About 10 years ago I heard Steven Sample, who at the time was the president of the University of Southern California, speak at a leadership conference. He's a follower of Christ and an excellent communicator who often speaks at college graduations.
Regardless of the setting, Sample usually gives the same address, and it involves asking the graduates three questions: How do you feel about money? How do you feel about children? How do you feel about God? The last question often catches his audience off guard. As Sample notes in his terrific book, The Contrarian's Guide to Leadership...
Say what? Did he say God? Why would anyone bring up God at a commencement ceremony? I quickly assure the graduates that I'm not trying to sell them a set of religious beliefs. After all, the question is not how should you feel about God, but how do you feel about God in fact? What I have found…is that the vast majority of people—leaders and followers alike—duck this question altogether. Discovering how one feels about God is simply too difficult or frightening for most people to address in any serious or meaningful way…[but] it is probably to…[the leader's]…advantage to discover and confront those feelings sooner rather than later. Doing so will almost certainly help him locate his moral center, and in the process help him become a better leader.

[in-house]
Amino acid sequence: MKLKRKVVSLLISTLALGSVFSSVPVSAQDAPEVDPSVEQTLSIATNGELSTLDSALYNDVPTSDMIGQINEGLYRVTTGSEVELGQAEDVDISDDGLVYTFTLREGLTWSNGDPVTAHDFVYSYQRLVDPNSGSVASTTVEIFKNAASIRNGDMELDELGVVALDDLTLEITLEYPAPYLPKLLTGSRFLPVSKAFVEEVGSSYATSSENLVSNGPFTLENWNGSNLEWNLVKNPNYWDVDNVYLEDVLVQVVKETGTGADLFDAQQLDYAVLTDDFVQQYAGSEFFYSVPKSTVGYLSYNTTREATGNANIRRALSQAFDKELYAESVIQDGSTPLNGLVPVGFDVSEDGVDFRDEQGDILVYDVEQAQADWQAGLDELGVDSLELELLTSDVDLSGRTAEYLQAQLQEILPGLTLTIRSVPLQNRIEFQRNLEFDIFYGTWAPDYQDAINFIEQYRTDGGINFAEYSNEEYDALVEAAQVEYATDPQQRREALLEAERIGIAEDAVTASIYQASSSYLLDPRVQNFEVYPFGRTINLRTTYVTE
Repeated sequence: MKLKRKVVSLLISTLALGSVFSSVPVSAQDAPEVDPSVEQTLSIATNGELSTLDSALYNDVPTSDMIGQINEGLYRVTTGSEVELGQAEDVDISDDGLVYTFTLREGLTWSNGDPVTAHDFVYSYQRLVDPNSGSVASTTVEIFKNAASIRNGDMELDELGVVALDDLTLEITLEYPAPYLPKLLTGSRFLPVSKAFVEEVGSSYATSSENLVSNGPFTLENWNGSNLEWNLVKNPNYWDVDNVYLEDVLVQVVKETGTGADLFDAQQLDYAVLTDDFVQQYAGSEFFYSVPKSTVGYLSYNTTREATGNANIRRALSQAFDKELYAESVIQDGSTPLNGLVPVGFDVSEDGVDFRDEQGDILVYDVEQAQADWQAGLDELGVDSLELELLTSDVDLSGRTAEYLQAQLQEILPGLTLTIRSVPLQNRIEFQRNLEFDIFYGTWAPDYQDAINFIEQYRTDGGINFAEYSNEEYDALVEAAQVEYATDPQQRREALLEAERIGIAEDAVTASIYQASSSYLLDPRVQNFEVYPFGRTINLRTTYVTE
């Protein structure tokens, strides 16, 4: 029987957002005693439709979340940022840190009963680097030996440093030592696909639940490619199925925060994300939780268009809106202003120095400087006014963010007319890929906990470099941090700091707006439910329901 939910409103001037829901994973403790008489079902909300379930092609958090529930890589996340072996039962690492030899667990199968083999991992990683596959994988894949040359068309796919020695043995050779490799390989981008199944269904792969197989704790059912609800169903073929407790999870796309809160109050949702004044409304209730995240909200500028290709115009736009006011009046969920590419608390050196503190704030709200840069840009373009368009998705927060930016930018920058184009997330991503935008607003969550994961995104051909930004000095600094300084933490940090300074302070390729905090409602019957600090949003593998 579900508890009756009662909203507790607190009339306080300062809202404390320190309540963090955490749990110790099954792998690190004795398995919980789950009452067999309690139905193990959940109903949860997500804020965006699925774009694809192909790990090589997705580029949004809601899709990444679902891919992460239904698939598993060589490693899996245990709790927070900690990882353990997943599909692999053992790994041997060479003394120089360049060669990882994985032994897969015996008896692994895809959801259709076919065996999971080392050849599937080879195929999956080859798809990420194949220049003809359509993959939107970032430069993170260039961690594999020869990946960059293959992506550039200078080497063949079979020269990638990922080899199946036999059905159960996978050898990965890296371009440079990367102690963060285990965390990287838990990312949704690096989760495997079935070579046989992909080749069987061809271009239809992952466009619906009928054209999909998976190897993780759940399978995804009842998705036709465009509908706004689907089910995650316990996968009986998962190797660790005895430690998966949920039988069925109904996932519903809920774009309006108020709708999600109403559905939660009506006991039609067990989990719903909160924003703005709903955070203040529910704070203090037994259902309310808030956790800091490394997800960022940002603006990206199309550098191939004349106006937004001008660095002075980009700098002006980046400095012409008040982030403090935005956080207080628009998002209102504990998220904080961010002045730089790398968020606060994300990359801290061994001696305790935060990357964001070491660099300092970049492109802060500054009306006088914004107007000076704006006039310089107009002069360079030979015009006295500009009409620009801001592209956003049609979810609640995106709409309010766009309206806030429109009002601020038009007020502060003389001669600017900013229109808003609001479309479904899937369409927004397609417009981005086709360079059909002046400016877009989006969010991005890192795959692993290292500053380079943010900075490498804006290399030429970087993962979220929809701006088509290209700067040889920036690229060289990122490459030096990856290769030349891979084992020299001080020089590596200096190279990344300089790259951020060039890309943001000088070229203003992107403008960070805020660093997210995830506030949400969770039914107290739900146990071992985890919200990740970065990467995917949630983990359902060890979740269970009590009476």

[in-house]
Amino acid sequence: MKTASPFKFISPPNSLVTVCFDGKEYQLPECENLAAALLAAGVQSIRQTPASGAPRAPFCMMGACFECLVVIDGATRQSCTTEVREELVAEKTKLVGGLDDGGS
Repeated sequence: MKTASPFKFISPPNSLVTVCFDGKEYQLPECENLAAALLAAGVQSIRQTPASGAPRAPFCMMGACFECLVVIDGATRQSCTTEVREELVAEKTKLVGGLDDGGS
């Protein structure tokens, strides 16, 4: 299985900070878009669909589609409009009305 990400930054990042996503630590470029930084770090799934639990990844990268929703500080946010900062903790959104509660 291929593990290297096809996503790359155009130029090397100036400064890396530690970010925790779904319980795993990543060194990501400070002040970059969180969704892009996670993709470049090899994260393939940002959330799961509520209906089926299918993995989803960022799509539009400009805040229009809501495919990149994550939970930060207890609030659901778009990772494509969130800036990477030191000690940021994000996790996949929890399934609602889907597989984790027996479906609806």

Perhaps you've never wrestled with how you feel about God, but I have. Maybe it's because I teach at a seminary and have been a pastor for almost three decades that I've been told at times that I'm not supposed to wrestle with that. Still, sometimes I do. Depending on my behavior, situation, mood or my health, I've wrestled with fearing God, loving Him, feeling close to Him or even wondering if He really cares about me. That's one of the reasons why this story in Daniel 6 gives me hope, because it grounds me in theological reality. This narrative shows us what our God can do even in the midst of the most daunting circumstances that life brings our way.
Daniel's Faithfulness in the Face of DeathThe story begins with a change of regime from the Babylonians to the Persians and Darius, the new king, makes Daniel one of the top administrators of his empire. That's very important because at this point Daniel was at least 75 years old and was still an occupational success. In fact, because of Daniel's competence and ethics, Darius planned to set him over the whole kingdom. Daniel was first at work in the morning, finished the job every day and didn't cut corners. He might have been on the older side of life, but he still had his mojo. In a youth-oriented society such as ours, it's good to see that folks on the far side of 50 still can deliver the goods.